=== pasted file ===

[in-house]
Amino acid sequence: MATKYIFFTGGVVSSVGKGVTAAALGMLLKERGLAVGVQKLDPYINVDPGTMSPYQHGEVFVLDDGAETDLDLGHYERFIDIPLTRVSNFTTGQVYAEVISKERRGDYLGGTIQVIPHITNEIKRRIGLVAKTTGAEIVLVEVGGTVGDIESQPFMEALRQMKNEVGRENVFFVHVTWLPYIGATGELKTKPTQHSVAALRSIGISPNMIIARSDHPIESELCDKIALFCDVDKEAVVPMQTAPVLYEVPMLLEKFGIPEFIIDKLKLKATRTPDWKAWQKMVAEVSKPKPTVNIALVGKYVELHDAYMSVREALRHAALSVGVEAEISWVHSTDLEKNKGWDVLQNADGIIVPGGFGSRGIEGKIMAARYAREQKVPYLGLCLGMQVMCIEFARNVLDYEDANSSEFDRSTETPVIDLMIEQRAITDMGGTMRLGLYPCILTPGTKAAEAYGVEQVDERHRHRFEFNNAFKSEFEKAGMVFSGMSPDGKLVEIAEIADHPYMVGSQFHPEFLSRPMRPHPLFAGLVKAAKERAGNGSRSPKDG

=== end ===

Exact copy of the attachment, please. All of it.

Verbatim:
[in-house]
Amino acid sequence: MATKYIFFTGGVVSSVGKGVTAAALGMLLKERGLAVGVQKLDPYINVDPGTMSPYQHGEVFVLDDGAETDLDLGHYERFIDIPLTRVSNFTTGQVYAEVISKERRGDYLGGTIQVIPHITNEIKRRIGLVAKTTGAEIVLVEVGGTVGDIESQPFMEALRQMKNEVGRENVFFVHVTWLPYIGATGELKTKPTQHSVAALRSIGISPNMIIARSDHPIESELCDKIALFCDVDKEAVVPMQTAPVLYEVPMLLEKFGIPEFIIDKLKLKATRTPDWKAWQKMVAEVSKPKPTVNIALVGKYVELHDAYMSVREALRHAALSVGVEAEISWVHSTDLEKNKGWDVLQNADGIIVPGGFGSRGIEGKIMAARYAREQKVPYLGLCLGMQVMCIEFARNVLDYEDANSSEFDRSTETPVIDLMIEQRAITDMGGTMRLGLYPCILTPGTKAAEAYGVEQVDERHRHRFEFNNAFKSEFEKAGMVFSGMSPDGKLVEIAEIADHPYMVGSQFHPEFLSRPMRPHPLFAGLVKAAKERAGNGSRSPKDG